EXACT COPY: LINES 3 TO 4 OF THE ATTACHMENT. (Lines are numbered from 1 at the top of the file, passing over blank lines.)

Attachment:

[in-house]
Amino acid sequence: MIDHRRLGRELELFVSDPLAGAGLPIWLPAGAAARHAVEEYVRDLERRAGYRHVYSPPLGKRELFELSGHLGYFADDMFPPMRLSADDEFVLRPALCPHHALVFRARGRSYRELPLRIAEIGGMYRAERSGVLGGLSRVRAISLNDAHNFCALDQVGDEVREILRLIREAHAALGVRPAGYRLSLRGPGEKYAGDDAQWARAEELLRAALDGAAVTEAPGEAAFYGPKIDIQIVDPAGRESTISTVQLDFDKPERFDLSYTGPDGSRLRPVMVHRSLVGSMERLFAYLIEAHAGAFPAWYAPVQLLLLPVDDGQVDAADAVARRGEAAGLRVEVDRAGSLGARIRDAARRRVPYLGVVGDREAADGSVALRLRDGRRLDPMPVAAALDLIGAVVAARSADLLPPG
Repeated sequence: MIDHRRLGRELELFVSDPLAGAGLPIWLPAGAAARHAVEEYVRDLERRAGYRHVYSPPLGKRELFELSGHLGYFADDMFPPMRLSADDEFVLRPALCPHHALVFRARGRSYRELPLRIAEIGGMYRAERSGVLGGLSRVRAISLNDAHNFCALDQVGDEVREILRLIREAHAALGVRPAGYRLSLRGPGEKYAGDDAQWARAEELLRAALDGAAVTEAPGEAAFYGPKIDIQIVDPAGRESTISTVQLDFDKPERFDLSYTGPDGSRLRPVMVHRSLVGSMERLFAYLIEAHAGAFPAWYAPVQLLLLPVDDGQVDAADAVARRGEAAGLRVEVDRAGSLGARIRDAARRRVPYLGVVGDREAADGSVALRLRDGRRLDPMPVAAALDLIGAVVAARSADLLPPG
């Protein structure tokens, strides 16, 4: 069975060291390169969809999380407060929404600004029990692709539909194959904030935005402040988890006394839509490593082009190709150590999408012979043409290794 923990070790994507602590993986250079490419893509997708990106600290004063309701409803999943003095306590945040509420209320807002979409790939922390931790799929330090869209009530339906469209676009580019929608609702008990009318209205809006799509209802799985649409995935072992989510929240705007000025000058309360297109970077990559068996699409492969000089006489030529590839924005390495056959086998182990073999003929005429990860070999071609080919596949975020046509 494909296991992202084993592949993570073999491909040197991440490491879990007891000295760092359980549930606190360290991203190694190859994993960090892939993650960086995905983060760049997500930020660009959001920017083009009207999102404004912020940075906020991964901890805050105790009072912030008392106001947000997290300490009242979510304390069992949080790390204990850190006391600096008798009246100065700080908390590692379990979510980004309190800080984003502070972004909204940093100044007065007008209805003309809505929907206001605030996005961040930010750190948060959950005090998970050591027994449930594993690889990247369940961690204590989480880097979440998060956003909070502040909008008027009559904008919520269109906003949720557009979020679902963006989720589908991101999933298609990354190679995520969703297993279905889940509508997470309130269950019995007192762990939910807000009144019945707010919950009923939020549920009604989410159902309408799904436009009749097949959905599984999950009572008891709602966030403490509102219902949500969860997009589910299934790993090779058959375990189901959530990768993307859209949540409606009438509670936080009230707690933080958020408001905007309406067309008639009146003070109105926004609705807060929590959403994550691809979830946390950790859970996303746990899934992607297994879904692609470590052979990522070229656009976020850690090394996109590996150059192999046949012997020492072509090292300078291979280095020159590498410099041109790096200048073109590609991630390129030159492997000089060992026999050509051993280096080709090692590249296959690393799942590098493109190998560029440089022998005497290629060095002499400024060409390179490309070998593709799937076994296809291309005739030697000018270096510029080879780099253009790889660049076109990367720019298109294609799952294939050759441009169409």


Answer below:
Repeated sequence: MIDHRRLGRELELFVSDPLAGAGLPIWLPAGAAARHAVEEYVRDLERRAGYRHVYSPPLGKRELFELSGHLGYFADDMFPPMRLSADDEFVLRPALCPHHALVFRARGRSYRELPLRIAEIGGMYRAERSGVLGGLSRVRAISLNDAHNFCALDQVGDEVREILRLIREAHAALGVRPAGYRLSLRGPGEKYAGDDAQWARAEELLRAALDGAAVTEAPGEAAFYGPKIDIQIVDPAGRESTISTVQLDFDKPERFDLSYTGPDGSRLRPVMVHRSLVGSMERLFAYLIEAHAGAFPAWYAPVQLLLLPVDDGQVDAADAVARRGEAAGLRVEVDRAGSLGARIRDAARRRVPYLGVVGDREAADGSVALRLRDGRRLDPMPVAAALDLIGAVVAARSADLLPPG
């Protein structure tokens, strides 16, 4: 069975060291390169969809999380407060929404600004029990692709539909194959904030935005402040988890006394839509490593082009190709150590999408012979043409290794 923990070790994507602590993986250079490419893509997708990106600290004063309701409803999943003095306590945040509420209320807002979409790939922390931790799929330090869209009530339906469209676009580019929608609702008990009318209205809006799509209802799985649409995935072992989510929240705007000025000058309360297109970077990559068996699409492969000089006489030529590839924005390495056959086998182990073999003929005429990860070999071609080919596949975020046509 494909296991992202084993592949993570073999491909040197991440490491879990007891000295760092359980549930606190360290991203190694190859994993960090892939993650960086995905983060760049997500930020660009959001920017083009009207999102404004912020940075906020991964901890805050105790009072912030008392106001947000997290300490009242979510304390069992949080790390204990850190006391600096008798009246100065700080908390590692379990979510980004309190800080984003502070972004909204940093100044007065007008209805003309809505929907206001605030996005961040930010750190948060959950005090998970050591027994449930594993690889990247369940961690204590989480880097979440998060956003909070502040909008008027009559904008919520269109906003949720557009979020679902963006989720589908991101999933298609990354190679995520969703297993279905889940509508997470309130269950019995007192762990939910807000009144019945707010919950009923939020549920009604989410159902309408799904436009009749097949959905599984999950009572008891709602966030403490509102219902949500969860997009589910299934790993090779058959375990189901959530990768993307859209949540409606009438509670936080009230707690933080958020408001905007309406067309008639009146003070109105926004609705807060929590959403994550691809979830946390950790859970996303746990899934992607297994879904692609470590052979990522070229656009976020850690090394996109590996150059192999046949012997020492072509090292300078291979280095020159590498410099041109790096200048073109590609991630390129030159492997000089060992026999050509051993280096080709090692590249296959690393799942590098493109190998560029440089022998005497290629060095002499400024060409390179490309070998593709799937076994296809291309005739030697000018270096510029080879780099253009790889660049076109990367720019298109294609799952294939050759441009169409």